Traditional Jamaican recipes arrive with a twist
Jamaican food has finally made its way into the Santa Cruz dining scene, thanks to Tattoo Omen owner Tim Buonagurio and Aaron Bistrin, who opened Jerk House on Oct. 23. Jerk chicken is, of course, the staple dish, but we spoke with Buonagurio about what else the Jerk House has to offer.
What can you tell Santa Cruzans about Jamaican food?
TIM BUONAGURIO: It’s very bold, spicy and healthy. Mostly there’s a little bit of warmth and a little bit of cool. We make a tropical cucumber salad, with cucumbers, a little bit of red onion, mango and jicama. We have that on every plate. We also have sweet plantains that go with it.
How are you doing jerk chicken?
I really wanted to keep it traditional. There’s a certain way to do traditional jerk chicken. It’s a dry rub. We do that, but we do change it up some with a sweet glaze. Jerk is usually pretty spicy. We put that sweet glaze on it to give it a little bit of a twist. Trying to give it a little bit of a flair, but for the most part, if it’s not broke, don’t fix it.
No goat curry?
No, but we will be having goat curry soon. We’re also going to get oxtail. Oxtail soup is a pretty big staple. We’re looking at that as well.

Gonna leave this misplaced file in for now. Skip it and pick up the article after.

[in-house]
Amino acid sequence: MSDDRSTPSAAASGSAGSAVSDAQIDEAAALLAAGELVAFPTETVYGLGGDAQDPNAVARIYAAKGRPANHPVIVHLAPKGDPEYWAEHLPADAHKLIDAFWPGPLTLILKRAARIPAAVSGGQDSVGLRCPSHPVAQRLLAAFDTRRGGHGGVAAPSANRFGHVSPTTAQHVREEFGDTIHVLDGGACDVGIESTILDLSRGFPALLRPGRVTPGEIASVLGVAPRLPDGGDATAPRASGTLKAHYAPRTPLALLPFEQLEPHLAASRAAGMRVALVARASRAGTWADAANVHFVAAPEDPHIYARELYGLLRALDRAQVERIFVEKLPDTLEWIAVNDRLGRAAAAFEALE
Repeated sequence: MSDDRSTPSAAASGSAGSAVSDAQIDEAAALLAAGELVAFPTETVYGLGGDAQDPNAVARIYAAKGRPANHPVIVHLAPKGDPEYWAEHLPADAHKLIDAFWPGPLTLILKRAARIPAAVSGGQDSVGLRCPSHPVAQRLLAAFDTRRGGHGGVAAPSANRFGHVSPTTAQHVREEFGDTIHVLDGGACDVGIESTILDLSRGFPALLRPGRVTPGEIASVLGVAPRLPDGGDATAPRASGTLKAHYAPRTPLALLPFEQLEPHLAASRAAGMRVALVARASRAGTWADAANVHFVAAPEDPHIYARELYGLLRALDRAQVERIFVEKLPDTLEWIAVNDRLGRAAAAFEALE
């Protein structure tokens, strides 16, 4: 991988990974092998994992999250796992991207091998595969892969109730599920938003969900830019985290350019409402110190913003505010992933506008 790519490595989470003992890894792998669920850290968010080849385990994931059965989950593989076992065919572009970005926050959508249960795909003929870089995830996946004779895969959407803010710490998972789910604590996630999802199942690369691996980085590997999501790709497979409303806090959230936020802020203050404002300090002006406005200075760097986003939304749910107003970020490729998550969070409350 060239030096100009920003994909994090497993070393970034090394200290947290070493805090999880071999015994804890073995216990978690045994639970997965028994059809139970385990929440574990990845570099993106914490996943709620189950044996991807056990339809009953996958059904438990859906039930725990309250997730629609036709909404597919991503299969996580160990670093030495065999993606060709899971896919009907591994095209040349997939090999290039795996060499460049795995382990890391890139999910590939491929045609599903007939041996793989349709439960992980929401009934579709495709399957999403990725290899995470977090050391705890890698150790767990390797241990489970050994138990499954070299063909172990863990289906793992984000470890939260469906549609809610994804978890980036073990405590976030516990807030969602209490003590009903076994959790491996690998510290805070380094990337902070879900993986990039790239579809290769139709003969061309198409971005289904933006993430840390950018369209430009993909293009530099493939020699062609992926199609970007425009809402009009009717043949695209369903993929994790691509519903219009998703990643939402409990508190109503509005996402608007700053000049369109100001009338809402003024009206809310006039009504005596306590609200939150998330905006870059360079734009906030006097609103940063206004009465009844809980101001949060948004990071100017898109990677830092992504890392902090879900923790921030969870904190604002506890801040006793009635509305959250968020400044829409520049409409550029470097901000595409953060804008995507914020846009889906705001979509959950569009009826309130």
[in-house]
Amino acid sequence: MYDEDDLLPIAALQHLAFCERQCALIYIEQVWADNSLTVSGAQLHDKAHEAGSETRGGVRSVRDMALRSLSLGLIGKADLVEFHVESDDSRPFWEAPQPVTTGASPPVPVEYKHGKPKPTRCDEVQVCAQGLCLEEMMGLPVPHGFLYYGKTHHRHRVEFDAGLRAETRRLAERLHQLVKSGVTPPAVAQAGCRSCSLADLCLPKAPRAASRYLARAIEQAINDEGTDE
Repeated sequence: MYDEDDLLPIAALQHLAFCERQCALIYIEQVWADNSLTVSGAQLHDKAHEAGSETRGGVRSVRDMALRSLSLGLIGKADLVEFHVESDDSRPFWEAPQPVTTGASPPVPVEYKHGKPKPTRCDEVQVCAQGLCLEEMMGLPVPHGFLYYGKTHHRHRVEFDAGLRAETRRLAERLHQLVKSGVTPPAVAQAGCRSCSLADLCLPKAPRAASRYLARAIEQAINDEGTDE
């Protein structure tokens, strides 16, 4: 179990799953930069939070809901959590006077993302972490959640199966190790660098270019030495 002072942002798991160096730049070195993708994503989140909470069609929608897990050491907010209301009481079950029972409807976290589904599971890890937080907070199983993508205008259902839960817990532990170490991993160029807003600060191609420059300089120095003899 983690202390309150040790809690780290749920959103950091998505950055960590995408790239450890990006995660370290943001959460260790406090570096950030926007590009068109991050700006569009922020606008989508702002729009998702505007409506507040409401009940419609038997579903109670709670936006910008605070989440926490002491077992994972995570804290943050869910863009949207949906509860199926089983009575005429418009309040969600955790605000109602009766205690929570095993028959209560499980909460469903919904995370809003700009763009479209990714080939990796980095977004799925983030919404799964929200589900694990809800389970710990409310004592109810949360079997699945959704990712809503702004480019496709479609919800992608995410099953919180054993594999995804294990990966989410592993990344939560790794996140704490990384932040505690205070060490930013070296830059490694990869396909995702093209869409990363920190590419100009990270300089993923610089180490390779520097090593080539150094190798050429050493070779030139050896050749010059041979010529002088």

What are Jamaican patties?
They are like a curry patty pastry. They are baked, kind of like empanada, and it comes with a side of raspberry sauce. We have three different kinds of patties. Everything here is 100 percent organic, and everything is 100 percent homemade. There’s one with spicy beef, onions, and green onions inside of it. That one has a kick to it. The veggie is a little more mild. It’s like a curry veggie. It’s mostly cabbage and carrots and some roots, as well. We sauté it and we stick it in the patties. We also have a sweet plantain with brown sugar and walnuts. That’s more of a dessert patty. It’s absolutely delicious.
What kind of ambience did you want to create to fit the cuisine?
I think our ambience is amazing. I wanted you to come in and be taken away with the smell, the taste, the sounds, the feel, everything. I think we accomplished that. We have an open kitchen, a Jamaican shack with a corrugated roof. We have a 1955 wind sailboat, which we turned into what we call “Shipwrecked Bar.” All of our tables are made from naturally fallen wood. We cut it, it has the natural bark on it. Almost 85 percent of our restaurant is recycled wood.
Do you play Jamaican music at Jerk House?
Yes. All day. You’re not going to hear country here, that’s for sure.
2525 Soquel Drive, Santa Cruz, 316-7575, jerkhousesantacruz.com.
TASTES OF THE CARIBBEAN Aaron Bistrin (left) and Tim Buonagurio (right) of the Jerk House with the jerk chicken plate. PHOTO: CHIP SCHEUER